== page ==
'Forced to Be Free': Globalized Justice, Pacted Democracy, and the Pinochet Case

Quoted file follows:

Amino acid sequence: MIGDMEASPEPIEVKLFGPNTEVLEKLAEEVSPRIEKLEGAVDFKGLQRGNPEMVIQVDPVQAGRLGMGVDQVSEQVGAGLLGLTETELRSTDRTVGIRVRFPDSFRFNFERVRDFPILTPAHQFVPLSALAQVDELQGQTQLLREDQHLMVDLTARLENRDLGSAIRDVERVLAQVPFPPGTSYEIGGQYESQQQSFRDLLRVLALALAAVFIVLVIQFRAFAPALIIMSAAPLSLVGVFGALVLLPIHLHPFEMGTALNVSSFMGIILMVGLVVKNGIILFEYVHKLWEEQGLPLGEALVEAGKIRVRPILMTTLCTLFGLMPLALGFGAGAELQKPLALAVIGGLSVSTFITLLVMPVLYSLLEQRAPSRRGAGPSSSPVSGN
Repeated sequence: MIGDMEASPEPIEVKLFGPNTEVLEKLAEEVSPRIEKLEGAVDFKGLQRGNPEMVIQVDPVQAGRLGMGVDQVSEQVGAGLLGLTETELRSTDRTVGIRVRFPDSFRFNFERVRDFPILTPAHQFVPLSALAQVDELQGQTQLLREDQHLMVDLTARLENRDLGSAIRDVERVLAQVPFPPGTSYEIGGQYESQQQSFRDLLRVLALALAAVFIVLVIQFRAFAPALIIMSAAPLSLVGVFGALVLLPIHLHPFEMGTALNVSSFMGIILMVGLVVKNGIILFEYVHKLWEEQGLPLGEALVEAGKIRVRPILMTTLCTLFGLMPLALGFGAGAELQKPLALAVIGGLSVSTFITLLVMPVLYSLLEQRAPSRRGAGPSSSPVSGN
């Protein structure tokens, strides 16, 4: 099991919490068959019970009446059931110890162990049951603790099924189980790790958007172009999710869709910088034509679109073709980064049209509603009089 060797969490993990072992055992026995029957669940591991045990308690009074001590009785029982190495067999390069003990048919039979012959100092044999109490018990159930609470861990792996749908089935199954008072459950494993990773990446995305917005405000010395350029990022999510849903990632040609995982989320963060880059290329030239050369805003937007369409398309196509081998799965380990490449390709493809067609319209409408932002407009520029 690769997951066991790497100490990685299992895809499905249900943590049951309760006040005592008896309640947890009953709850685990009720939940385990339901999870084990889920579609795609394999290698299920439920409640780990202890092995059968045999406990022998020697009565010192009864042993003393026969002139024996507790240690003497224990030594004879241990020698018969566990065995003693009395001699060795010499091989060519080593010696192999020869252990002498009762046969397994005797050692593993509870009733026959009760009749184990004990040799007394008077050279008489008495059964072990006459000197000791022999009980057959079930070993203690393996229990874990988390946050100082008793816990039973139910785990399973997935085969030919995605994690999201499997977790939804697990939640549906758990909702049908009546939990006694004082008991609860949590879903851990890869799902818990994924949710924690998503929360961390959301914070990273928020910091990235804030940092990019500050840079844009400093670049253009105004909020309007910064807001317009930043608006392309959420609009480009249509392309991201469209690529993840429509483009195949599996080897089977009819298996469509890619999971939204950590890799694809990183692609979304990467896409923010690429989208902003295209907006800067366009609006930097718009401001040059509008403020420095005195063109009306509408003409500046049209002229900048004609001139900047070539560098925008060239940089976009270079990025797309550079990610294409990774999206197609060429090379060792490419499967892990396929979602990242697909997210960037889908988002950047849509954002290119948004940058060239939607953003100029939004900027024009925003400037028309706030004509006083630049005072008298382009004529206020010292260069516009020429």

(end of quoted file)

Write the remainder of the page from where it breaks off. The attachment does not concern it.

The attempt to prosecute former Chilean President Augusto Pinochet has been primarily viewed through the lens of 'globalized justice', the erosion of traditional state sovereignty, and the empowerment of 'global civil society'. By contrast, this article argues that the Pinochet case is as much about popular sovereignty as it is about transcended borders or universal rights. Though operating in the language of the eighteenth century German philosopher Immanuel Kant, victims-as-'global citizens' are very much focused on their status as national citizens and on their contribution to a Rousseauian project of social contracting. The issue is one of redefining the 'general will' to include their universalised and particularised conceptions of justice, and thus 'forcing' their country - in absentia - to be free. In fact, it is the collision of an international context of cosmopolitan liberal consensus on individual rights with the domestic preference for stability before justice reflected in the pacted transition model that animates the logic of such a strategy. The second part of this analysis, which applies the theoretical framework to the Pinochet case and its evolution abroad and at home, will appear in a subsequent issue of the journal.